Monday, 25 February 2013

AAA becomes AA1

It's business day one of the UK's newly reduced credit rating, AA1 down from the hallowed triple-A that we were all so proud of. At least according to Moody's that is. Standard & Poor's still has the UK at AAA whereas it has the USA at a mere AA+ (their equivalent of AA1.)

The effect so far has been that sterling has fallen less than a penny against the US dollar, the FTSE100 is up 40 points and the UK CDS rate has actually gone down! (This is the Credit Default Swap rate which measures the cost of insuring UK gilts against default. Currently it costs about 0.51% of the capital assured to insure for five years. Contrast that with 0.39% for the USA or 0.81% for France - or 41% for Greece!)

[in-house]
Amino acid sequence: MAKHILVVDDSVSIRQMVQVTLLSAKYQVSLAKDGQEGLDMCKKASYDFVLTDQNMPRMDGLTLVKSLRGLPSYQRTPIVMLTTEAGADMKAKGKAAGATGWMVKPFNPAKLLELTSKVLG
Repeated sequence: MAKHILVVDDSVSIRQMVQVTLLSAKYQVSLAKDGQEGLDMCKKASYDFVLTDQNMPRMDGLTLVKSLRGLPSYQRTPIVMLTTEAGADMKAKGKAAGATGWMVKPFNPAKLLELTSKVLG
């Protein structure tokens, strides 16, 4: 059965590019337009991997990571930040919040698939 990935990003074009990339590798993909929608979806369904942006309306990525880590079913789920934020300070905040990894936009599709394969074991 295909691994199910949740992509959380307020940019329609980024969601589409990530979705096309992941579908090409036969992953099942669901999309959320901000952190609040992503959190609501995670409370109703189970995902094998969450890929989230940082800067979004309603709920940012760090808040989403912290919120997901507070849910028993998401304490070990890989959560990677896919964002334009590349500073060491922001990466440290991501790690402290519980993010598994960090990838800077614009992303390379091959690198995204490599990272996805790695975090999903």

The main reason for the lack of drama on the markets is that S&P is the more significant ratings agency and the main "AAA funds" such as pension funds and other very low risk funds can still point at S&P and say: too soon to panic. These funds will need to sell their UK gilts when (if) S&P also downgrades since their rules force them to hold only AAA paper. The big sell off is yet to come. This blog imagines they are starting the process now though.

No comments: